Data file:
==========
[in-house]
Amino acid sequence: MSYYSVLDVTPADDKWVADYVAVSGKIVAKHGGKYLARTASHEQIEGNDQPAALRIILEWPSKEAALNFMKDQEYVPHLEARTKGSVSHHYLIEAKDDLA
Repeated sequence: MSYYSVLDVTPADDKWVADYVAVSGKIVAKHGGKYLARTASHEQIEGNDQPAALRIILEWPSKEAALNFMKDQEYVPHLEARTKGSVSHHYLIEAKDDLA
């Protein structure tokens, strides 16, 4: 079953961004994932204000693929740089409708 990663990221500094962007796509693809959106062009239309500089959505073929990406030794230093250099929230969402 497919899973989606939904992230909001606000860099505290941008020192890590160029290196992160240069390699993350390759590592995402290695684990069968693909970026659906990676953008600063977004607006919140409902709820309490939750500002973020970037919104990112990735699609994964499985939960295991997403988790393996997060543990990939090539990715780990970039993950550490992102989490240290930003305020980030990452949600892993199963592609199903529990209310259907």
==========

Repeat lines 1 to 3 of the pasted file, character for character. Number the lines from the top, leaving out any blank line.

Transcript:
[in-house]
Amino acid sequence: MSYYSVLDVTPADDKWVADYVAVSGKIVAKHGGKYLARTASHEQIEGNDQPAALRIILEWPSKEAALNFMKDQEYVPHLEARTKGSVSHHYLIEAKDDLA
Repeated sequence: MSYYSVLDVTPADDKWVADYVAVSGKIVAKHGGKYLARTASHEQIEGNDQPAALRIILEWPSKEAALNFMKDQEYVPHLEARTKGSVSHHYLIEAKDDLA